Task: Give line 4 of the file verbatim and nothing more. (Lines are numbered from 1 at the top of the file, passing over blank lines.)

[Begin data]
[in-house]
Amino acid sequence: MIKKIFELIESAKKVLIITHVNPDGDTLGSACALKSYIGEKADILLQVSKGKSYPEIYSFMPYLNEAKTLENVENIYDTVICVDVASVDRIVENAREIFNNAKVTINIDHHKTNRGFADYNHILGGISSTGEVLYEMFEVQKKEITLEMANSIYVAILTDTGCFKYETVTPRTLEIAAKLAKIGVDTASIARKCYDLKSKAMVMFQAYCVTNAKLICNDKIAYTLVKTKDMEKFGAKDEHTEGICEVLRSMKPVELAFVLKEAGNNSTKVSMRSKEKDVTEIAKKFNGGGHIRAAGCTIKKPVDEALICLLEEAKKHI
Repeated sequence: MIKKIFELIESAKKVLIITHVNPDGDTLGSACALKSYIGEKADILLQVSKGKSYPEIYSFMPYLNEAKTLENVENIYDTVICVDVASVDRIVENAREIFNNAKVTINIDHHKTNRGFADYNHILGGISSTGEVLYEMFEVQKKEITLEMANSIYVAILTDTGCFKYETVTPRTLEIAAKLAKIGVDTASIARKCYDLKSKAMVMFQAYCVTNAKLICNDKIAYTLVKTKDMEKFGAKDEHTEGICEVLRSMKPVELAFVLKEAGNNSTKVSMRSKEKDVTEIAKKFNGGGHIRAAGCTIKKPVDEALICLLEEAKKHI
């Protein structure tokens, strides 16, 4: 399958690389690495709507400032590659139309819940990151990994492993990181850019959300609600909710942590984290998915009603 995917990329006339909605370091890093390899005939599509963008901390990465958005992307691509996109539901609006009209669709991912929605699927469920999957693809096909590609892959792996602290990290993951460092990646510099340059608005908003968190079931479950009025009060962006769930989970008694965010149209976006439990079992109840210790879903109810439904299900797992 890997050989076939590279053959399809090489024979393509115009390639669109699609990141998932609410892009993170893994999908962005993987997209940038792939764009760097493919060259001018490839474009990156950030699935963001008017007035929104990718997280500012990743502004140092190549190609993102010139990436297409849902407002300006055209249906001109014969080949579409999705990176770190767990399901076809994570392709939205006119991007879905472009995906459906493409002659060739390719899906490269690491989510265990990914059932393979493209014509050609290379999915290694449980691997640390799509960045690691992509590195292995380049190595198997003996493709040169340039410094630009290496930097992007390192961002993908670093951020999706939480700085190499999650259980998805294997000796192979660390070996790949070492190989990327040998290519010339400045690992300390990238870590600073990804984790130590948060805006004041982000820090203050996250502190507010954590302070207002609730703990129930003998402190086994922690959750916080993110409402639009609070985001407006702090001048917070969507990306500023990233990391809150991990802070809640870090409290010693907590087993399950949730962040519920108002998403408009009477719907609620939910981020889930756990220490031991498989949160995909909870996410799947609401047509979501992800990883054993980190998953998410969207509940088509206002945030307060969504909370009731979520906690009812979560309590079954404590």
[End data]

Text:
């Protein structure tokens, strides 16, 4: 399958690389690495709507400032590659139309819940990151990994492993990181850019959300609600909710942590984290998915009603 995917990329006339909605370091890093390899005939599509963008901390990465958005992307691509996109539901609006009209669709991912929605699927469920999957693809096909590609892959792996602290990290993951460092990646510099340059608005908003968190079931479950009025009060962006769930989970008694965010149209976006439990079992109840210790879903109810439904299900797992 890997050989076939590279053959399809090489024979393509115009390639669109699609990141998932609410892009993170893994999908962005993987997209940038792939764009760097493919060259001018490839474009990156950030699935963001008017007035929104990718997280500012990743502004140092190549190609993102010139990436297409849902407002300006055209249906001109014969080949579409999705990176770190767990399901076809994570392709939205006119991007879905472009995906459906493409002659060739390719899906490269690491989510265990990914059932393979493209014509050609290379999915290694449980691997640390799509960045690691992509590195292995380049190595198997003996493709040169340039410094630009290496930097992007390192961002993908670093951020999706939480700085190499999650259980998805294997000796192979660390070996790949070492190989990327040998290519010339400045690992300390990238870590600073990804984790130590948060805006004041982000820090203050996250502190507010954590302070207002609730703990129930003998402190086994922690959750916080993110409402639009609070985001407006702090001048917070969507990306500023990233990391809150991990802070809640870090409290010693907590087993399950949730962040519920108002998403408009009477719907609620939910981020889930756990220490031991498989949160995909909870996410799947609401047509979501992800990883054993980190998953998410969207509940088509206002945030307060969504909370009731979520906690009812979560309590079954404590």